Being a member was not illegal. Not then, not before, not now. Still, the first victims, the ones who saw real jail time for “Contempt of Congress” by exercising their First Amendment rights and not answering such a question, came to be known as The Hollywood Ten and included such luminaries as Ring Lardner, Jr., Dalton Trumbo, Lester Cole and Edward Dmytyrk. Playright and screenwriter Berthold Brecht escaped prosecution by “naming names” of other former members of the Party. A few months after their conviction, Dmytyrk apologized as well, named names and saw his career recover. The rest remained silent and served the full year of their term, only to find every door slammed shut upon their release. The studios took HUAC seriously, refused to hire anyone “unfit”, though not officially. Officially, there was no blacklist. Congress had no right to tell anyone who they could or could not hire. But they could make suggestions. They could “suggest” that it might not be, for instance, in RKO’s best interest for Floyd Odium to remain the owner of the studio. It would be in better hands if Howard Hughes, industrialist and engineer, took over.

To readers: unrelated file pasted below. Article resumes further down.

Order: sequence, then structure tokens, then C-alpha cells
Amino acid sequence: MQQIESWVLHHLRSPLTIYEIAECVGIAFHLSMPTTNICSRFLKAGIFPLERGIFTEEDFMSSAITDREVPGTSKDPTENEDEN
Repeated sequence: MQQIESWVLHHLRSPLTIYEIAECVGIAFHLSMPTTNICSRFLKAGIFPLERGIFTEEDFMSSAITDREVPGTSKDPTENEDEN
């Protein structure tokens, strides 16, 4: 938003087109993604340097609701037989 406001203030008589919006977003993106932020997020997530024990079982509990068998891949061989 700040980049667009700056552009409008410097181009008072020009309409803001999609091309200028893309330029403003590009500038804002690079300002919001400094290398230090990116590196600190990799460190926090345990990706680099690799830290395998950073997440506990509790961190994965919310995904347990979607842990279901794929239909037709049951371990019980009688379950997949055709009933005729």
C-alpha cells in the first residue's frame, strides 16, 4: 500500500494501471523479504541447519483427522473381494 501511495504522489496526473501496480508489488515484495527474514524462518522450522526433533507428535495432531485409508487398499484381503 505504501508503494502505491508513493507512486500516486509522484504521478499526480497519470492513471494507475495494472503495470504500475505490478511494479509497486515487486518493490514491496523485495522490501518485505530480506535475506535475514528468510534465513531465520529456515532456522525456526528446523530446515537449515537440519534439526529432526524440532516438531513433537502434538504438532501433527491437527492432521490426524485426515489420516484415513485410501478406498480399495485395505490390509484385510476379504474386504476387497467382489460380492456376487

This continued throughout the ‘50s. Some professionals like Elia Kazan and Lee J. Cobb stepped right up, eager to co-operate with HUAC and named names like auctioneers. Kazan would even make a pro-snitching film, On the Waterfront (co-starring Cobb), which raked in the Academy Awards. Even those who initially stood up to the Committee, particularly Humphrey Bogart, who had formed of the Committee for the First Amendment with John Huston and Lauren Bacall, saw his own career and standing jeopardized and felt compelled to announce publically that he was in no way a Communist sympathizer in an article for Photoplay Magazine. Walt Disney, certainly no Union man, had already cofounded the Motion Picture Alliance for the Preservation of American Ideals (MPA), a political action group cofounded by Walt Disney, that declared prerogatives for a “real” American movie: "Don't smear the free-enterprise system ... Don't smear industrialists ... Don't smear wealth ... Don't smear the profit motive ... Don't deify the 'common man' ... Don't glorify the collective".
Screenwriters held the only ace when it came to the blacklist. While the studios saw through attempts to simply apply pseudonyms to their scripts, they found it useful to employ “fronts”—men and women, ostensibly (and preferably) non-writers who had no political blackmarks to their names, who could submit scripts for the blacklisted under their own identities. This allowed the writers to do what they did to make a living, namely writing. It wasn’t a safe solution—J. Edgar Hoover’s had FBI agents around every corner—but it was all they had.